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                  Kahanamoku's 1914 Alia
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 the x-files : extreme surfing 



# 92
        Hot Buttered/Frank Williams 1973
After paddling into the wave, then slipping his oars,  this goofy-foot steersman casually controls the direction of his craft with body english.
Photo : John E. Wall.                 Surfer, Volume 18 Number 4 November 1977 page 127



Look closely at David Nuuhiwa's speed crouch, then look underneath.

That's right, he is in perfect trim with his surfboard upside down.
Fin up, no wax, reverse rocker : Silly? Definitely.
Dangerous? Could be.
Easy? No way.

Attention thrillseekers: Nuuhiwa is a trained, professional surfer:
Please don't attempt this at your home break.

Photo: LeRoy Grannis.

Surfer, Volume 30 Number 10 page 34.




Palm Beach Surf Life Saving Boat
Cabbage Tree 1,Fairy Bower, 27th March, 1966.

Captain : John Windshuttle

 
Brawley, page 148.
 
The boat was destroyed two waves later,
and an inquiry was held by the club into the actions of the crew.




Shooting the 'Bowl' at Makaha required that the
alma (outrigger)
 be specially rigged on the right side.

Makaha, circa 1976.
 
Photograph : Tommy Holmes' collection.
Holmes  Hawaiian Canoe (1993) page 108.



In the aftermath of a wipeout, an empty 30-foot canoe stands
on one end of a Castles wave.

Waikiki, circa 1978.
Photograph : Jim Pate
Holmes  Hawaiian Canoe (1993) page 108





Plywood surfing, Barbados, circa 1988.

Photograph by Dave DiGirolamo
No quite a barn door, but close.
Surfer, Volume 29 Number 12 page 113.




Hasaki, Israel, circa 1962.


Photograph courtesy of the Israel Government Tourist Office.

Klein: Surfing (1965) page 259.



Joel de Rosnay, Tamarin Bay, Mauritius, 1962.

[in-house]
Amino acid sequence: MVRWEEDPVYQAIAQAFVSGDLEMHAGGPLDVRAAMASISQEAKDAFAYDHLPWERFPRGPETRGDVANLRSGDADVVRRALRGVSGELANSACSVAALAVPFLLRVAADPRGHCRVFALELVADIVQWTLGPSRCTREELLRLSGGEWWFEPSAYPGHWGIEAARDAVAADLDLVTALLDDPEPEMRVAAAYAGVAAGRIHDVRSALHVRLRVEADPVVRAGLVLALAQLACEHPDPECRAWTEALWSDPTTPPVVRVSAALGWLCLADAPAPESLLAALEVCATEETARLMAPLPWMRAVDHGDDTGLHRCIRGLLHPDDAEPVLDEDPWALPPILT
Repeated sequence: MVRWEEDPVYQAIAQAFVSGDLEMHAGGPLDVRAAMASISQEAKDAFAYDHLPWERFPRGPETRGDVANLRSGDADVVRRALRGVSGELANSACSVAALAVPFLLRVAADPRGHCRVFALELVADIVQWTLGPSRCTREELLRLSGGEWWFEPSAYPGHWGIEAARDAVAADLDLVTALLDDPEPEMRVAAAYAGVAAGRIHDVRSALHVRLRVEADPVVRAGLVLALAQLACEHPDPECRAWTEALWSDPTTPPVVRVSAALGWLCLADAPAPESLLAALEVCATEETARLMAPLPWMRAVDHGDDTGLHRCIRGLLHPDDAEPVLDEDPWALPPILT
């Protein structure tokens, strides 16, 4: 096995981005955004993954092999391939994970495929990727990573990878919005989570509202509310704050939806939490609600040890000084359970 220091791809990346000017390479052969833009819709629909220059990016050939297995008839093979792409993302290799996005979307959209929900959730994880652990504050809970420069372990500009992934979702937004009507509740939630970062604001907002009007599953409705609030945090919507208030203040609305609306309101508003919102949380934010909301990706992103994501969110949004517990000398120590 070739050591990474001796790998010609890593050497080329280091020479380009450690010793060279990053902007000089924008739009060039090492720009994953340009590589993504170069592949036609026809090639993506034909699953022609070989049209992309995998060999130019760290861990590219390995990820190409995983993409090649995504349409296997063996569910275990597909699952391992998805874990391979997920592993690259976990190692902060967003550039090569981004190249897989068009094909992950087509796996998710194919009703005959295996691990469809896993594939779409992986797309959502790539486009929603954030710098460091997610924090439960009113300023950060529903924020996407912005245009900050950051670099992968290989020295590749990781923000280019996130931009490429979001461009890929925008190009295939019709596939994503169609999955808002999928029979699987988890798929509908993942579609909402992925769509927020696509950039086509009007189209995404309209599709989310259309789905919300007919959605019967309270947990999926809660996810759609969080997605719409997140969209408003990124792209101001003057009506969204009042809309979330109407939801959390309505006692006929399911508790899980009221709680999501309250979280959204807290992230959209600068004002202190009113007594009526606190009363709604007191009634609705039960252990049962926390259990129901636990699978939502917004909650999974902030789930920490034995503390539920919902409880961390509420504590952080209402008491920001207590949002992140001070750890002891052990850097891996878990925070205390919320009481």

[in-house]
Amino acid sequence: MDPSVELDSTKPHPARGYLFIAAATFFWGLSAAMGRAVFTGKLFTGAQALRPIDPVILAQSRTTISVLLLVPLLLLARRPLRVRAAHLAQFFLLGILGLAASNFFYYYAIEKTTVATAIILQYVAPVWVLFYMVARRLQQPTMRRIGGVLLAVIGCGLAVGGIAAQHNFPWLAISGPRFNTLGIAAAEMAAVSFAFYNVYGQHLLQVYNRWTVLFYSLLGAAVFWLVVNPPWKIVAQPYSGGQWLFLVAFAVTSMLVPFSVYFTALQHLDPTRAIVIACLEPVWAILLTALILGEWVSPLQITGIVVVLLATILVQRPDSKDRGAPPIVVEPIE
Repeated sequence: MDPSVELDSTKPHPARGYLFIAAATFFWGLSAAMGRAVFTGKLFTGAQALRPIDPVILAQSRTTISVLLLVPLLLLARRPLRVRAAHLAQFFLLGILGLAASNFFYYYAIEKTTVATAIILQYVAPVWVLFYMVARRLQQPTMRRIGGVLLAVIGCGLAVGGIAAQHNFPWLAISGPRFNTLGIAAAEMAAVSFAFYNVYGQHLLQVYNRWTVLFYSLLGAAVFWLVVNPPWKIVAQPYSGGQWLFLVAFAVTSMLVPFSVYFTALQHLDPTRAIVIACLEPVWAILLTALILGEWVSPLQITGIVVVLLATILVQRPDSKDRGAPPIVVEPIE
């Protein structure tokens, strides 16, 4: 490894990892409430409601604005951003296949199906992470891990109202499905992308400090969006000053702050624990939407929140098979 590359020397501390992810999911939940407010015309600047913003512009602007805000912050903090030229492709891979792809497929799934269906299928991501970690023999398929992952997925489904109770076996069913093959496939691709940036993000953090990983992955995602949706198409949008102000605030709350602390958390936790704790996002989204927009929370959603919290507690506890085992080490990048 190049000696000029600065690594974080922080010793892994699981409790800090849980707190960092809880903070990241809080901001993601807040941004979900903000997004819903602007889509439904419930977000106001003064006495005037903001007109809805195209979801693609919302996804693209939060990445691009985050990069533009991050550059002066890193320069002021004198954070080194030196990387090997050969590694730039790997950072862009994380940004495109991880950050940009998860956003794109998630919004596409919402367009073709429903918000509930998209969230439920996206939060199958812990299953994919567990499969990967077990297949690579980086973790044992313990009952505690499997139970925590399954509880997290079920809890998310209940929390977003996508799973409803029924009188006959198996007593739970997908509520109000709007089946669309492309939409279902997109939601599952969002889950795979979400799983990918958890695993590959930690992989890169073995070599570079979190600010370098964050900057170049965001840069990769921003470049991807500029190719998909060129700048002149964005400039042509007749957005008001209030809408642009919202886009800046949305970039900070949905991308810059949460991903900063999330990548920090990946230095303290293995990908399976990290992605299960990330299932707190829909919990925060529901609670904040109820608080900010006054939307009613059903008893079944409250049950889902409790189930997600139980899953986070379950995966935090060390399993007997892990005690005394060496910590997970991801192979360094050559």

Photo: Yep de Rosnay

Sutherland, Bruce:

The Stormrider Surf Guide Indonesia & the Indian Ocean
Low Pressure Publishing, United Kingdom, 2011, page 16.













Riding fin first.

California, 1990.
(found online, 2015)


extreme surfboard designs
Nat Young’s “Nautilas / Cuttlefish / Folly”
8 ft 6”
With Greenough spoon like nose, foam centre and flex tail.
Manufactured at
Gordon Woods Surfboards 1965.
 
In 2005 the board was part of the Scott Dillon Museum.
Extensive warping of the nose section, the board is in otherwise original condition.

Photograph by Alby Falzon.

Reprinted in Carter (1968)   #117

Motor Powered Surfboards




Surf Scooter
, Bondi Beach, circa 1935.

Margan and Finney (1970) page 159

It's a Skim-Board, Sydney, 1938.
Flat out on a skim-board. It's the latest, but no good for crowded beaches.
It weighs 90 lb., is nine feet long, folds into four sections, is driven
by a four horse-power outboard, and does 20 miles an hour.
 
Daily Telegraph, 7 October 1938, page 7.


Motorized board with its inventor.

That's right folks, the $2,000 surfboard; a 10'6': fifty-pound behemoth propelled by two expensive nicad batteries.
Neil Townsend, the creator of Aqua Jet honeycomb surfboards, developed the board for his personal use, because a permanent heart condition would have otherwise entirely ended the 63-year-old Townsend's surfing.

Neil has ridden the board in surf up to ten feet in California and Hawaii.

Powered by a propeller, the board is activated when the rider lays on the control pad, and stops when he stands up.
The board moves forward as fast as a strong paddler can paddle an equivalent-sized board.

At present, the impact of this design is of little consequence on surfing, but as Neil points out; the power cells being developed are lighter, more powerful and cheaper than the ones he is using.
In ten years, his extensive research may payoff for you or me.


And who's to say -one day we may see powered boards at Sunset or Waimea Bay flying through impossible sections on those big, unsurfable offshore days.

Surfer, Volume 22 Number 3 page 58, circa 1982.

extreme surfboard fins


Click for
          catalogue, starting with # 100- Duke Kahanamoku's 1914 Alia
home catalogue history references appendix

Geoff Cater (1999-2018) :  Appendix: surf extremis incredibilus
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